i. Salmond on corner stone: “It denotes the stone placed at the extreme corner, so as to bind the other stones in the building together – the most important stone in the structure, the one on which its stability depended.”
ii. “That structure and cohesion may have for its scaffolding the sacred order of the Church in her visible aspect. But the cement is not of these things; it is wholly divine; it is the Spirit, possessing each saint for God, and binding them all together by articulating them all to their Head.” (Moule)
d. In whom the whole building, being joined together, grows into a holy temple in the Lord: As we keep to our common foundation, the whole building of God’s people grows together in a beautiful way, as a holy temple where God dwells in beauty and glory.
i. This tells us that the Church is a building, perfectly designed by the Great Architect. It is not a haphazard pile of stones, randomly dumped in a field. God arranges the Church for His own glory and purposes.
ii. This tells us that the Church is a dwelling place, a place where God lives. It is never to be an empty house that is virtually a museum, with no one living inside. The Church is to be both the living place of God and His people.
iii. This tells us that the Church is a temple, holy and set apart to God. We serve there as priests, offering the spiritual sacrifices of our lips and hearts, our praises to God (Hebrews 13:15).
e. You also are being built together for a dwelling place of God in the Spirit: When Solomon’s temple was built, the stones were prepared at a place far from the temple building sight. It was said that you couldn’t hear the sound of a hammer or axe or other iron tools at the sight (1 Kings 6:7). In the same way, God prepares us first, and then He fits us into His building.
i. “The Father makes choice of this house, the Son purchaseth it, the Holy Ghost taketh possession of it.” (Trapp)
ii. “And the everlasting Father will perfectly reveal Himself, to all the watchers of all the regions of the eternal world, not anyhow but thus – in His glorified Church, in the Race, the Nature, once wrecked and ruined, but rebuilt into this splendour by His grace.” (Moule)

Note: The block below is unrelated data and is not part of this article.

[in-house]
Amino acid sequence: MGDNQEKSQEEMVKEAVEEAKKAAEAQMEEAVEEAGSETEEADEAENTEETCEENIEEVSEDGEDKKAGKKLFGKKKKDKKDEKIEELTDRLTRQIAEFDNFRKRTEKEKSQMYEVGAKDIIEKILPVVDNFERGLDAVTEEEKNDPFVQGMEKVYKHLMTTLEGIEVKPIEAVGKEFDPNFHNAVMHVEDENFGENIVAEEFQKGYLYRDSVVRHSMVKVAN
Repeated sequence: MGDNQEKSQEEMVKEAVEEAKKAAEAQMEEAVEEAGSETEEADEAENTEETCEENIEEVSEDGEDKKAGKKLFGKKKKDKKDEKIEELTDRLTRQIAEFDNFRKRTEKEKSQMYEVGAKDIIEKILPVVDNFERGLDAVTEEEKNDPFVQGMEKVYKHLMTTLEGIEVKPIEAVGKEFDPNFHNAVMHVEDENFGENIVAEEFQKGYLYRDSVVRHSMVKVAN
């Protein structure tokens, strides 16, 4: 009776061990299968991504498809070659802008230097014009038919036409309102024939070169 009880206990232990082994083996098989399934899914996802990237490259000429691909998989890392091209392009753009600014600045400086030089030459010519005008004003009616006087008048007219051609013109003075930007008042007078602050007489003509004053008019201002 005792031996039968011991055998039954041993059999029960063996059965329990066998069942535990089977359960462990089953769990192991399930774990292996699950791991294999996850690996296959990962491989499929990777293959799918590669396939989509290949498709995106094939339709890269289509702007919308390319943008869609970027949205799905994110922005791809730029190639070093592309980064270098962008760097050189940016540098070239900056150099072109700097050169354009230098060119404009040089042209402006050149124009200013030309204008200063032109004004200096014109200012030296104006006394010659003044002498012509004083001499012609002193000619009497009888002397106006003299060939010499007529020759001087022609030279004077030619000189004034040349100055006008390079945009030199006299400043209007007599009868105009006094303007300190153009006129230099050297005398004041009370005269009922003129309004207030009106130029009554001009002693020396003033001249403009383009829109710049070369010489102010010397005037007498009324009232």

iii. Adam Clarke explained how God’s work in the Church gave glory to the wisdom, power, and love of God. See all this, we should praise God for His glorious Church.
· There is nothing as noble as the Church, seeing that it is the temple of God.
· There is nothing so worthy of reverence, seeing God who dwells in it.
· There is nothing so ancient, since the patriarchs and prophets worked to building it.
· There is nothing so solid, since Jesus Christ is the foundation of it.
· There is nothing so high, since it reaches as high as to the heavenly places in Christ Jesus.
· There is nothing so perfect and well proportioned, since the Holy Spirit is the architect.
· There is nothing more beautiful, because it is adorned with building stones of every age, every place, every people; from the highest kings to the lowest peasants; with the most brilliant scientists and the simplest believers.
· There is nothing more spacious, since it is spread over the whole earth, and takes in all who have washed their robes, and made them white in the blood of the Lamb.
· There is nothing so Divine, since it is a living building, animated and inhabited by the Holy Spirit.
©2013 David Guzik – No distribution beyond personal use without permission